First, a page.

"They're going to be pumped up for this one, the Italians, and it will certainly be a hard old game up front," Woodward said by way of justifying a replacement pool positively stacked with forward muscle.
Austin Healey's priceless versatility permits this unusually top heavy five-two split between substitute forwards and backs. In light of the intense nature of England's remaining pre-Christmas schedule - they play the Wallabies at Twickenham tomorrow week and go toe to toe with the world champions of South Africa seven days later - Woodward can hardly be blamed for taking every precaution available to him and the presence of Grewcock, Tim Rodber and Richard Hill in the dug-out gives him a good deal of spare tonnage with which to play.
Woodward has sensibly resisted the temptation to tinker with a starting line-up barely inconvenienced, let alone tested, by an outclassed Dutch outfit last Saturday; Dan Luger wins a second, more meaningful, cap on the wing while Martin Corry retains his hard-earned place at No 8. Twelve months ago, the coach would probably have conducted all manner of weird and wonderful experiments, but yesterday, for the first time since he succeeded Jack Rowell in the autumn of last year, he felt able to name an unchanged side.
"In many ways I picked last weekend's team with Italy in mind," he revealed after a gentle walk-through training session at Leeds University. "The Dutch gave it everything they had when they played us but, with the best will in the world, it's difficult to find out the things you need to know about players and combinations when you're getting 80 per cent possession. We face an extremely serious contest this time and, by the end of it, I'll have some very clear ideas, some information of real value."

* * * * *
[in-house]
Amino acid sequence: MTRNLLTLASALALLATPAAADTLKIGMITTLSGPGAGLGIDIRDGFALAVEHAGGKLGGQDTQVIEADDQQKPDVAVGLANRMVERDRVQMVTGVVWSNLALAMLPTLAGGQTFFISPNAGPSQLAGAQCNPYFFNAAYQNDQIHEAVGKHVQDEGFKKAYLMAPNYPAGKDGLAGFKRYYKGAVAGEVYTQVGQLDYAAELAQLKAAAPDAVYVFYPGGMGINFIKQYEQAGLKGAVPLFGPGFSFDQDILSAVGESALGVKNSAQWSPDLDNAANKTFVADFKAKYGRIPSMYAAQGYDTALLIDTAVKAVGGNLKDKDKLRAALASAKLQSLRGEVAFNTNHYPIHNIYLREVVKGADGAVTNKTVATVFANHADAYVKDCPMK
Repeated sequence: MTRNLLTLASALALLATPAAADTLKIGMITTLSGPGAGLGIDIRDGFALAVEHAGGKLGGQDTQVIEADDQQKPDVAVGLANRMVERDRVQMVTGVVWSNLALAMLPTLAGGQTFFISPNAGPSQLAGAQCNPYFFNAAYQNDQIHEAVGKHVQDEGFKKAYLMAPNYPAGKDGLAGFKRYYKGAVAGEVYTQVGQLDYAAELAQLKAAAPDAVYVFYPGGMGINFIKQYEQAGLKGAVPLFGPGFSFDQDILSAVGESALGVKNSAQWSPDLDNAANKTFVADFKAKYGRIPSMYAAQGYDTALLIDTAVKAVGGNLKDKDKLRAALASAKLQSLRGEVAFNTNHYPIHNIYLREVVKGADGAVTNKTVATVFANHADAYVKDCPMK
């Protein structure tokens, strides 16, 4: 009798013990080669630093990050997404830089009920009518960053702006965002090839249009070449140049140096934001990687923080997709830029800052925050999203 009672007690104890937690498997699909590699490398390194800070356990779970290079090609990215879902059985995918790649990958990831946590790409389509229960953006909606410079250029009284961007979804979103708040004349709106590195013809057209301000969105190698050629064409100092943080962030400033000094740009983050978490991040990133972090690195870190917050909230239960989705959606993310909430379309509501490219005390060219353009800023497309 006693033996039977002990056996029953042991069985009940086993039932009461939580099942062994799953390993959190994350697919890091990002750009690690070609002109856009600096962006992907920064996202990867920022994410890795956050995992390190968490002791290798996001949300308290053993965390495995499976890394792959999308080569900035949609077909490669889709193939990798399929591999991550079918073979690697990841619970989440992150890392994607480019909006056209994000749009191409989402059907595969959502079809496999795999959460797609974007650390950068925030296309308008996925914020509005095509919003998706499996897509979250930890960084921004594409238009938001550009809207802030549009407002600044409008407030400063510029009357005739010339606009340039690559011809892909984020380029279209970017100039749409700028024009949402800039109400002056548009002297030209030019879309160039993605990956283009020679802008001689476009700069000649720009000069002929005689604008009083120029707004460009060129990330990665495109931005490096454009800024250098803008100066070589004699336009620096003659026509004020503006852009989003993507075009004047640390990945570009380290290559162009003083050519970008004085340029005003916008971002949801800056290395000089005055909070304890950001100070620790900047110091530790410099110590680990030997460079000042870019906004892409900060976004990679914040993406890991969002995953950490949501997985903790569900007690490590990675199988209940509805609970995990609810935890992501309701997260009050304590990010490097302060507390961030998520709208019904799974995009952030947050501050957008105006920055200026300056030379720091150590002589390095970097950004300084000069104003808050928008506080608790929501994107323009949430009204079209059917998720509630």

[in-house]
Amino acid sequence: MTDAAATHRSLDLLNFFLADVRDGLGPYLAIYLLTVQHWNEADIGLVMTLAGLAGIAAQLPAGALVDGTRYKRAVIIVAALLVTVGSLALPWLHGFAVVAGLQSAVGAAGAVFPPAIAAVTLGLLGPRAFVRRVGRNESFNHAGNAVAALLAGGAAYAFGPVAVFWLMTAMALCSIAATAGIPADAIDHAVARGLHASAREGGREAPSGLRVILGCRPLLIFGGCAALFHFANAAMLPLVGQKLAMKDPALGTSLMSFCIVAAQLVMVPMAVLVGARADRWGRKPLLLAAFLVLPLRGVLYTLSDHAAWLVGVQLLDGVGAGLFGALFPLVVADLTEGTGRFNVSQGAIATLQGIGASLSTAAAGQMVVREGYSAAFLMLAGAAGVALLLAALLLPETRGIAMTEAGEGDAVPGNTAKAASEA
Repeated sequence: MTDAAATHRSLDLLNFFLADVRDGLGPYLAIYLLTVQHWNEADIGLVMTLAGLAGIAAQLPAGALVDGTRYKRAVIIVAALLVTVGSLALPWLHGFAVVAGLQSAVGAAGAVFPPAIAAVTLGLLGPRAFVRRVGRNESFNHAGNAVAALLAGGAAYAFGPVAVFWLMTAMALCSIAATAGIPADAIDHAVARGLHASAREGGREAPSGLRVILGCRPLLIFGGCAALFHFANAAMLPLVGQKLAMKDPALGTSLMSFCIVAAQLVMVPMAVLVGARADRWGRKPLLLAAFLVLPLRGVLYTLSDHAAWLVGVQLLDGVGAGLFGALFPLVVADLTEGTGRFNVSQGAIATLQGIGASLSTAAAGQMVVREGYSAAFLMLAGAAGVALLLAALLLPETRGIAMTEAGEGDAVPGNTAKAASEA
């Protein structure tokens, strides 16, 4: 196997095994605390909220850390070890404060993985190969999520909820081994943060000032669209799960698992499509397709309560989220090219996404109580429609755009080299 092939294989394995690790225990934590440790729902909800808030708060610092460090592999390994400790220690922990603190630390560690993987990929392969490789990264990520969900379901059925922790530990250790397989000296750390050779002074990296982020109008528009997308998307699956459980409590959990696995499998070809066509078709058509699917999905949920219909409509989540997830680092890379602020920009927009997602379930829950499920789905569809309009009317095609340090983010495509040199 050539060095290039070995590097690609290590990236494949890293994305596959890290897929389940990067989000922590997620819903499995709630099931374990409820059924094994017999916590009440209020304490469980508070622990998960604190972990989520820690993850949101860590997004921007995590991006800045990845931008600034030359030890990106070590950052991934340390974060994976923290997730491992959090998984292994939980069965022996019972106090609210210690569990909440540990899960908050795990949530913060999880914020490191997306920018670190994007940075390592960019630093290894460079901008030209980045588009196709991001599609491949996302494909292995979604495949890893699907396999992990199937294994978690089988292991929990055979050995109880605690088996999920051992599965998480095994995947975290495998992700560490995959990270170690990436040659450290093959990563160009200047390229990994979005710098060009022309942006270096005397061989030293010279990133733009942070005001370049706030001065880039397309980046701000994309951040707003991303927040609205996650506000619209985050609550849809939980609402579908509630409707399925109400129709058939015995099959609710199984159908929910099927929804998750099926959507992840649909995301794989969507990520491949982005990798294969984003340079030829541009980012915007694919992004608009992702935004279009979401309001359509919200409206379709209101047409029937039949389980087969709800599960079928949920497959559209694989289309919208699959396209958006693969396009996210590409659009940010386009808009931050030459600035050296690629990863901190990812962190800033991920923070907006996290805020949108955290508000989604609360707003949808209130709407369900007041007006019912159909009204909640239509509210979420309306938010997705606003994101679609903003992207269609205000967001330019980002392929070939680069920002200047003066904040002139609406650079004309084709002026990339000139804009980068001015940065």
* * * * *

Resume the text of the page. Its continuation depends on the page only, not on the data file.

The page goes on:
Sadly for an Italian squad desperate to punch their weight following a depressing misfire at Twickenham almost exactly two years ago, their back division has been all but emasculated by injuries to their superb wings, Paolo Vaccari and Marcello Cuttitta. They have lost some very decent forwards, too - Andrea Sgorlon, Carlo Orlandi and Franco Properzi Curti are among the unavailables - although their sharp-end strength has more depth to it. "I have complete and utter faith in the players around me," asserted Massimo Giovanelli, their flanker and captain, following the 67-7 defeat of the Dutch on Wednesday night, "but the absence of so much experience adds even more importance to our mental preparation."
England confidently expect their opponents to prepare in time-honoured Latin style and come out steaming. "I watched them beat Argentina in Piacenza a fortnight ago and, while it was no great spectacle for the purist, there were some very big hits going in," said Woodward, almost flinching at the memory.
"Since England first played them at full international level in the 1991 World Cup they have brought a hard, physical dimension to their game. We too are physical, though, and I would hate to be associated with an England side that failed to use its prowess in that direction." Time to dust off the old crash helmet, obviously.
Scotland will need to be every bit as physical as their English neighbours if they are to stand an earthly of upsetting Gary Teichmann's Grand Slam- hunting Springboks at Murrayfield tomorrow and, sure enough, Jim Telfer's final selection reflected the harsh reality of the situation. The addition of Peter Walton, 18 stones worth of prime back-row beef, to their loose combination and the introduction of John Leslie, a hard-nut New Zealander from the Otago School of rib rearrangers, to their midfield, sent out the bluntest of messages to the tourists.
However, Telfer has sacrificed footballing class on the altar of big- hit defence by confining to the bench Gregor Townsend, comfortably the most imaginative player to emerge from Scotland since John Rutherford. Without him the Scottish back division looks distinctly one-dimensional, although Alan Tait's know-how and Derrick Lee's pace may just be sufficient to ask a question or two of the South Africans.
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